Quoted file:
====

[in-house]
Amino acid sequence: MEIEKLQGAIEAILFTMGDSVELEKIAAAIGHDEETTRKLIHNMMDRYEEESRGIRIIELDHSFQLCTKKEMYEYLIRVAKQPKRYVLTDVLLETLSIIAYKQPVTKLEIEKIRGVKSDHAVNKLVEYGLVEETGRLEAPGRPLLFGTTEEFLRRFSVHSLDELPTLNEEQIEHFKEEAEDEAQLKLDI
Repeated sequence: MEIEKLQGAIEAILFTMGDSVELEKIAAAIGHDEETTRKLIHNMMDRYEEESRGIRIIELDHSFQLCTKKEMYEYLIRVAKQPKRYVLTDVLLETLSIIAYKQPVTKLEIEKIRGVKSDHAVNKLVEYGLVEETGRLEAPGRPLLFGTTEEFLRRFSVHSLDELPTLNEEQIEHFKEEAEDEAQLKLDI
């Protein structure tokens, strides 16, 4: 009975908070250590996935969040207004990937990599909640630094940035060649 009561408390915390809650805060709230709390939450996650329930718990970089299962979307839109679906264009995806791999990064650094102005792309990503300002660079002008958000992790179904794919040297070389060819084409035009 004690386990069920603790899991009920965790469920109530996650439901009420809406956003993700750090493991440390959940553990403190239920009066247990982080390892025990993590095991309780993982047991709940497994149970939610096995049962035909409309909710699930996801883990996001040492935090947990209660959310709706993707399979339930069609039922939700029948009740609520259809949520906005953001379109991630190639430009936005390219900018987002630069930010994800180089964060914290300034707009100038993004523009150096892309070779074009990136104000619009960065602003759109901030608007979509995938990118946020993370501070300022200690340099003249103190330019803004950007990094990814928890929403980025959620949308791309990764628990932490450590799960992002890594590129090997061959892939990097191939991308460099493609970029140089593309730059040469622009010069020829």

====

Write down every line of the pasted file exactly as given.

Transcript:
[in-house]
Amino acid sequence: MEIEKLQGAIEAILFTMGDSVELEKIAAAIGHDEETTRKLIHNMMDRYEEESRGIRIIELDHSFQLCTKKEMYEYLIRVAKQPKRYVLTDVLLETLSIIAYKQPVTKLEIEKIRGVKSDHAVNKLVEYGLVEETGRLEAPGRPLLFGTTEEFLRRFSVHSLDELPTLNEEQIEHFKEEAEDEAQLKLDI
Repeated sequence: MEIEKLQGAIEAILFTMGDSVELEKIAAAIGHDEETTRKLIHNMMDRYEEESRGIRIIELDHSFQLCTKKEMYEYLIRVAKQPKRYVLTDVLLETLSIIAYKQPVTKLEIEKIRGVKSDHAVNKLVEYGLVEETGRLEAPGRPLLFGTTEEFLRRFSVHSLDELPTLNEEQIEHFKEEAEDEAQLKLDI
């Protein structure tokens, strides 16, 4: 009975908070250590996935969040207004990937990599909640630094940035060649 009561408390915390809650805060709230709390939450996650329930718990970089299962979307839109679906264009995806791999990064650094102005792309990503300002660079002008958000992790179904794919040297070389060819084409035009 004690386990069920603790899991009920965790469920109530996650439901009420809406956003993700750090493991440390959940553990403190239920009066247990982080390892025990993590095991309780993982047991709940497994149970939610096995049962035909409309909710699930996801883990996001040492935090947990209660959310709706993707399979339930069609039922939700029948009740609520259809949520906005953001379109991630190639430009936005390219900018987002630069930010994800180089964060914290300034707009100038993004523009150096892309070779074009990136104000619009960065602003759109901030608007979509995938990118946020993370501070300022200690340099003249103190330019803004950007990094990814928890929403980025959620949308791309990764628990932490450590799960992002890594590129090997061959892939990097191939991308460099493609970029140089593309730059040469622009010069020829």